A Review of Collagen and Collagen-based Wound Dressings

Wounds. 2008 Dec;20(12):347-56.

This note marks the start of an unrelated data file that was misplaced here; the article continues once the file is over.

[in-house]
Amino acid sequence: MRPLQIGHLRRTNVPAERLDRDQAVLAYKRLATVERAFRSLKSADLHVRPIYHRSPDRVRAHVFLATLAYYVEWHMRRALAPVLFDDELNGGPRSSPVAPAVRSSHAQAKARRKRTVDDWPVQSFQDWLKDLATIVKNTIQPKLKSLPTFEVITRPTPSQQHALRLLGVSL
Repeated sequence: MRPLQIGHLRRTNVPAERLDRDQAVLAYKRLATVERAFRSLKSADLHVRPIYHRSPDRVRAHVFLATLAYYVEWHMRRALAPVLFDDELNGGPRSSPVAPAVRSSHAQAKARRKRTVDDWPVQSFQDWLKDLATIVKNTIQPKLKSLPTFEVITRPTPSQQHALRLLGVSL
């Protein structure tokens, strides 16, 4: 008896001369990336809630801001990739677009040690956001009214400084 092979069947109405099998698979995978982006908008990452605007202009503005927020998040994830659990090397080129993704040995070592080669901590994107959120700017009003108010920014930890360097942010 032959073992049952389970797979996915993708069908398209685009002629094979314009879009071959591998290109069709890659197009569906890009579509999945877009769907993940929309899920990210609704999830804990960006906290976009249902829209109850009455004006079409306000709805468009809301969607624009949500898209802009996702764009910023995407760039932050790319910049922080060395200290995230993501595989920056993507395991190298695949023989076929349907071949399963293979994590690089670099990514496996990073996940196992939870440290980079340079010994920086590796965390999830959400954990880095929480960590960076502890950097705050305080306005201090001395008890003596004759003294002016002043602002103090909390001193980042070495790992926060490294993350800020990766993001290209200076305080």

Collagen is a key component of a healing wound. In this review, a general description of the wound healing process is provided focusing on collagen's unique role. The mode of action (MoA) of collagen-based dressings is also addressed. Due to a number of potential stimuli (local tissue ischemia, bioburden, necrotic tissue, repeated trauma, etc.), wounds can stall in the inflammatory phase contributing to the chronicity of the wound. One key component of chronic wounds is an elevated level of matrix metalloproteinases (MMPs). At elevated levels, MMPs not only degrade nonviable collagen but also viable collagen. In addition, fibroblasts in a chronic wound may not secrete tissue inhibitors of MMPs (TIMPs) at an adequate level to control the activity of MMPs. These events prevent the formation of the scaffold needed for cell migration and ultimately prevent the formation of the extracellular matrix (ECM) and granulation tissue. Collagen based wound dressings are uniquely suited to address the issue of elevated levels of MMPs by acting as a 'sacrificial substrate' in the wound. It has also been demonstrated that collagen breakdown products are chemotactic for a variety of cell types required for the formation of granulation tissue. In addition, collagen based dressings have the ability to absorb wound exudates and maintain a moist wound environment.